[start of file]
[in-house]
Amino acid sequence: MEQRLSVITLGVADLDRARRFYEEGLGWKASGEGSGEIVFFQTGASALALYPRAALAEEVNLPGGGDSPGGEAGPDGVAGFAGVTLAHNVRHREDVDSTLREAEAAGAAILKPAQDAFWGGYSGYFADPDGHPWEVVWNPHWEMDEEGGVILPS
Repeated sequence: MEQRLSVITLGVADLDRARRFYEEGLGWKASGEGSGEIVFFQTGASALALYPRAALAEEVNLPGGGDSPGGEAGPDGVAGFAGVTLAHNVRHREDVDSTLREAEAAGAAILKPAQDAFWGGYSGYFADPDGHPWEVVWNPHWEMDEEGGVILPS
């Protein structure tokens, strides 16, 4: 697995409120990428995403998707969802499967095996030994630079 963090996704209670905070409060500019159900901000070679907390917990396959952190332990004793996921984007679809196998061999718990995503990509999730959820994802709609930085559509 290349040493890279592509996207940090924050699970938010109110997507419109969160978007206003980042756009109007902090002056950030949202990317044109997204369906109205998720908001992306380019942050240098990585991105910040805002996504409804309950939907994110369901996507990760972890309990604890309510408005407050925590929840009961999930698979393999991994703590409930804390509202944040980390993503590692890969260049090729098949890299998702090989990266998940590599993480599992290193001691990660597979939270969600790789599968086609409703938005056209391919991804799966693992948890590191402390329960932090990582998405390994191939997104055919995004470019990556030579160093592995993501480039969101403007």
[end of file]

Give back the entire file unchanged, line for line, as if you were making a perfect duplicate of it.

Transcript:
[in-house]
Amino acid sequence: MEQRLSVITLGVADLDRARRFYEEGLGWKASGEGSGEIVFFQTGASALALYPRAALAEEVNLPGGGDSPGGEAGPDGVAGFAGVTLAHNVRHREDVDSTLREAEAAGAAILKPAQDAFWGGYSGYFADPDGHPWEVVWNPHWEMDEEGGVILPS
Repeated sequence: MEQRLSVITLGVADLDRARRFYEEGLGWKASGEGSGEIVFFQTGASALALYPRAALAEEVNLPGGGDSPGGEAGPDGVAGFAGVTLAHNVRHREDVDSTLREAEAAGAAILKPAQDAFWGGYSGYFADPDGHPWEVVWNPHWEMDEEGGVILPS
């Protein structure tokens, strides 16, 4: 697995409120990428995403998707969802499967095996030994630079 963090996704209670905070409060500019159900901000070679907390917990396959952190332990004793996921984007679809196998061999718990995503990509999730959820994802709609930085559509 290349040493890279592509996207940090924050699970938010109110997507419109969160978007206003980042756009109007902090002056950030949202990317044109997204369906109205998720908001992306380019942050240098990585991105910040805002996504409804309950939907994110369901996507990760972890309990604890309510408005407050925590929840009961999930698979393999991994703590409930804390509202944040980390993503590692890969260049090729098949890299998702090989990266998940590599993480599992290193001691990660597979939270969600790789599968086609409703938005056209391919991804799966693992948890590191402390329960932090990582998405390994191939997104055919995004470019990556030579160093592995993501480039969101403007």